Data on the US market … 13783.html

This is an interesting read for those people who tend to harp on about soft landings. Historically markets rarely tend to flatten out, the tend to go to far one way and then go too far the other way. The herd intinct of the human race one might say.

It looks to me like the US cycle is only beginning its downtrend.


Oh for data like this on the Irish housing market. This blog deals with price falls in Sacramento California using MLS (multiple listings system) data.

The Coming Collapse in Housing
By John Mauldin, November 17, 2006

Shillings assessment is well chilling :confused: What can the Fed do to prevent this meltdown?, pump more liquidity into the system and wave bye bye to the reserve currency status of the dollar as it collapses?. One thing for sure the Irish economy is hideously exposed to any downturn in the US.

The first global house price index throws up some interesting trends.

A PBS TV news report on the US housing market.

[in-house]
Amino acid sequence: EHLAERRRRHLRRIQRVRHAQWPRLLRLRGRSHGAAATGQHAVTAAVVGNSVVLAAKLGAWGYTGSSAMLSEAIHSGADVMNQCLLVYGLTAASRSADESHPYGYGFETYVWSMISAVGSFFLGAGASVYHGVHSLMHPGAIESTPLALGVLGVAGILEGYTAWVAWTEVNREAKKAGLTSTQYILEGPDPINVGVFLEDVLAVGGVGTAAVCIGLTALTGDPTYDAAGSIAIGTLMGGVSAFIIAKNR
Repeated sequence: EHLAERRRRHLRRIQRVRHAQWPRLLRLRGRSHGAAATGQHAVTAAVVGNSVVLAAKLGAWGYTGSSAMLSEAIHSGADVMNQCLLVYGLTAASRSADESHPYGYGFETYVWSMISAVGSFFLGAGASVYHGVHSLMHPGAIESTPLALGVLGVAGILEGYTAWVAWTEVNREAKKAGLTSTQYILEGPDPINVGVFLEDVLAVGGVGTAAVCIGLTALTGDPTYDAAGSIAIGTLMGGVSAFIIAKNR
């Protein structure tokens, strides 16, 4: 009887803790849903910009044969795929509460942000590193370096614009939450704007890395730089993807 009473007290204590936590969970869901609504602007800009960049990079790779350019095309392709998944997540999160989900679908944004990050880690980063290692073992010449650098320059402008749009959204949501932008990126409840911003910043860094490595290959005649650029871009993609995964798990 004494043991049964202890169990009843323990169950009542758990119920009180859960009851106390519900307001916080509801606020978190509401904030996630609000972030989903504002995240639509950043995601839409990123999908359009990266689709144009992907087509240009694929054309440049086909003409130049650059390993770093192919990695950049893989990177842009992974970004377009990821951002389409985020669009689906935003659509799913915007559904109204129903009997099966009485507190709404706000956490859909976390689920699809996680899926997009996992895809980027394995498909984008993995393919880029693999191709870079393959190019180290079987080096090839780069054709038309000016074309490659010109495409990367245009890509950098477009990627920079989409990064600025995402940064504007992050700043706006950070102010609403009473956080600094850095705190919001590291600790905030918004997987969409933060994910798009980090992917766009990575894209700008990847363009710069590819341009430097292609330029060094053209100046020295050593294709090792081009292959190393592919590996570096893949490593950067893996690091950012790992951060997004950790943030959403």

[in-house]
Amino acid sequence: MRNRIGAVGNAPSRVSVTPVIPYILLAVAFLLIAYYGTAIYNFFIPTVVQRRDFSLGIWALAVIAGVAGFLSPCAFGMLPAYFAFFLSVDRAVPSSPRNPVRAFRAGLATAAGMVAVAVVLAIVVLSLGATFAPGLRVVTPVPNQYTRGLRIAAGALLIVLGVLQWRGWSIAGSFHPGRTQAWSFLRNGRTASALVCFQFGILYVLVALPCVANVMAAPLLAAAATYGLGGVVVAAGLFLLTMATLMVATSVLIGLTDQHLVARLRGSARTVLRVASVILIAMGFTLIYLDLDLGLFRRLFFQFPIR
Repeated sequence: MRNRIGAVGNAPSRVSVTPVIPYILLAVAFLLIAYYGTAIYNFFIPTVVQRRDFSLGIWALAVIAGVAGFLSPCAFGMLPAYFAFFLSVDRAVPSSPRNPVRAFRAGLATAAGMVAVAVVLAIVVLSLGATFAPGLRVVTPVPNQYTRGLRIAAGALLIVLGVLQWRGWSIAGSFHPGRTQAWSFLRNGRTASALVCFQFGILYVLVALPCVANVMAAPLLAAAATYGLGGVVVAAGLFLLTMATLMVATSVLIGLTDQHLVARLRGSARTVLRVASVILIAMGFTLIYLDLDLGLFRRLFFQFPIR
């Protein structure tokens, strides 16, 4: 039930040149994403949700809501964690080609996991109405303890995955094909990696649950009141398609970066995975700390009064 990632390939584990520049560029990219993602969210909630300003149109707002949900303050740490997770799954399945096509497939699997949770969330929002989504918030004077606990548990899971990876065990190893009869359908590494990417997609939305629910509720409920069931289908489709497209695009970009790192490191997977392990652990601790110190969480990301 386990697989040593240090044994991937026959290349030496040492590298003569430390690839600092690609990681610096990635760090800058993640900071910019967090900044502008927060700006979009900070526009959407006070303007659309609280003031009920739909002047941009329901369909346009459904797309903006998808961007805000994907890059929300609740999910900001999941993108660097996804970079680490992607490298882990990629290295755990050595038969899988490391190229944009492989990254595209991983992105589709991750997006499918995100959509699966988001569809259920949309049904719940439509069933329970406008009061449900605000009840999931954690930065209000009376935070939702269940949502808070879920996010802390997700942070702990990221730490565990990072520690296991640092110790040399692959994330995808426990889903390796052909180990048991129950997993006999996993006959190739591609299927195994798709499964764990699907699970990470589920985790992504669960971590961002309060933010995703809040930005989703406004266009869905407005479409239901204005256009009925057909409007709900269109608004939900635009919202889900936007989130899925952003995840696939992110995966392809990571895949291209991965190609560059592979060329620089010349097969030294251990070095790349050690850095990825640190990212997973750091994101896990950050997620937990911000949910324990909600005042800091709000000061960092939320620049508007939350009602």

The meltdown in the Florida housing market continues apace. Florida was one of the more speculative markets in the great post millenium bubble but certainly not the only state effected by the mania. New house prices nationally are down 10% (that’s excluding builders ‘incentives’) and existing single family home prices are down 3%. Its clear now that the housing market slowdown is having an effect on related employment and on consumer sentiment. We in Ireland are possibly witnessing a foretaste of what can be expected here when the mania ends.

The New York Times reports that realtors have seen prices fall 10-15% in New York and by 20% in Florida.

There isn’t much data here . but it is interesting that it is on the RTE homepage. This gets a lot of viewings and will further effect sentiment here

World Bank fears US house crash

December 13, 2006 07:35
The World Bank has warned that the global economy has reached a potentially dangerous ‘turning point’ with the US at risk of recession if the housing market crashes.

A bit of a trend emerging in the US sub-prime mortgage market, lenders going bust.

The rising level of defaults in the sub-prime market is driving money out of the mortgage backed securities market in the US.


40-50 sub-prime lenders going bust every day in the US according to Countrywide’s (the US’s largest mortgage lender) chief executive.